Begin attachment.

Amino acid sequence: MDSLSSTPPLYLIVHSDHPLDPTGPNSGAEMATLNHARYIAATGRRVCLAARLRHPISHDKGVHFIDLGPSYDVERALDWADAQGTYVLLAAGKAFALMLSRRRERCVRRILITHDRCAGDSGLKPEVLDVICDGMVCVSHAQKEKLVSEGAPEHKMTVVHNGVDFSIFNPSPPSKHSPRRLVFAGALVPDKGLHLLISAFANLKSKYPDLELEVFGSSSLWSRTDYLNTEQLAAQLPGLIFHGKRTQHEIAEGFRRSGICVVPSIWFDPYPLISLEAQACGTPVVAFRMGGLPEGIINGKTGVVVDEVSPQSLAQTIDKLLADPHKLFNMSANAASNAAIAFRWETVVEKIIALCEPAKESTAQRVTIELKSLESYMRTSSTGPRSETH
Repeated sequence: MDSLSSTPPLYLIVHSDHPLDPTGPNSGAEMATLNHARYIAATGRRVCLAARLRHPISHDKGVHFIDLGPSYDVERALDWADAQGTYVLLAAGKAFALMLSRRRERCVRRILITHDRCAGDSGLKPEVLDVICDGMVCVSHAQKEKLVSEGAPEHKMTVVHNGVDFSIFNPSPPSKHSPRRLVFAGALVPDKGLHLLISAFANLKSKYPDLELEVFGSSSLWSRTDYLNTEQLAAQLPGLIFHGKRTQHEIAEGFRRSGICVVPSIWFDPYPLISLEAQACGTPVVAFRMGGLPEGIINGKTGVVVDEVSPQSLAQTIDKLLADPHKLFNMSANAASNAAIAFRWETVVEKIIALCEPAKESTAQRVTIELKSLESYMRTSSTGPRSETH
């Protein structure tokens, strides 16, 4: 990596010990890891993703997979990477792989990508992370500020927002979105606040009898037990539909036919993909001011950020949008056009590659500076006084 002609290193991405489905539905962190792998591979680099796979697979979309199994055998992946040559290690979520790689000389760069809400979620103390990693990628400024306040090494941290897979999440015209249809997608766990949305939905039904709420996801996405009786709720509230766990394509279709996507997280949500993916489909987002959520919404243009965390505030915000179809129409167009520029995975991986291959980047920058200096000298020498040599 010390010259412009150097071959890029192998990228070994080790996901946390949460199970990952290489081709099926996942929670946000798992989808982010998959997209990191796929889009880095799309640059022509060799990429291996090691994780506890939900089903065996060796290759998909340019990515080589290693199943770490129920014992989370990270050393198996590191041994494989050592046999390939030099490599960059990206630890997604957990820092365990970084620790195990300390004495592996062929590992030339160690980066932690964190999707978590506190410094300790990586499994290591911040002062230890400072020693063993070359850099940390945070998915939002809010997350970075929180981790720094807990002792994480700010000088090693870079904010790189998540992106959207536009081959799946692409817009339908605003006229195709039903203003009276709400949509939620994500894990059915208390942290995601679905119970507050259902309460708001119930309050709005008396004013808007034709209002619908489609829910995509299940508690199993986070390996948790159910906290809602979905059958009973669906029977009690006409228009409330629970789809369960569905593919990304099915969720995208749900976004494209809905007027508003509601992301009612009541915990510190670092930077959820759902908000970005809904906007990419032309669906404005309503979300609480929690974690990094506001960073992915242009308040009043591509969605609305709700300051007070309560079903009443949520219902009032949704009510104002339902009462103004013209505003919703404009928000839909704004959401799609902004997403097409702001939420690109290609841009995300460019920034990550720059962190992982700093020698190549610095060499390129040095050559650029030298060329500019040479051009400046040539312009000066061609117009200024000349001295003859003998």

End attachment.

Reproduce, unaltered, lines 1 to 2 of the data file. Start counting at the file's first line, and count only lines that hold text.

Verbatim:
Amino acid sequence: MDSLSSTPPLYLIVHSDHPLDPTGPNSGAEMATLNHARYIAATGRRVCLAARLRHPISHDKGVHFIDLGPSYDVERALDWADAQGTYVLLAAGKAFALMLSRRRERCVRRILITHDRCAGDSGLKPEVLDVICDGMVCVSHAQKEKLVSEGAPEHKMTVVHNGVDFSIFNPSPPSKHSPRRLVFAGALVPDKGLHLLISAFANLKSKYPDLELEVFGSSSLWSRTDYLNTEQLAAQLPGLIFHGKRTQHEIAEGFRRSGICVVPSIWFDPYPLISLEAQACGTPVVAFRMGGLPEGIINGKTGVVVDEVSPQSLAQTIDKLLADPHKLFNMSANAASNAAIAFRWETVVEKIIALCEPAKESTAQRVTIELKSLESYMRTSSTGPRSETH
Repeated sequence: MDSLSSTPPLYLIVHSDHPLDPTGPNSGAEMATLNHARYIAATGRRVCLAARLRHPISHDKGVHFIDLGPSYDVERALDWADAQGTYVLLAAGKAFALMLSRRRERCVRRILITHDRCAGDSGLKPEVLDVICDGMVCVSHAQKEKLVSEGAPEHKMTVVHNGVDFSIFNPSPPSKHSPRRLVFAGALVPDKGLHLLISAFANLKSKYPDLELEVFGSSSLWSRTDYLNTEQLAAQLPGLIFHGKRTQHEIAEGFRRSGICVVPSIWFDPYPLISLEAQACGTPVVAFRMGGLPEGIINGKTGVVVDEVSPQSLAQTIDKLLADPHKLFNMSANAASNAAIAFRWETVVEKIIALCEPAKESTAQRVTIELKSLESYMRTSSTGPRSETH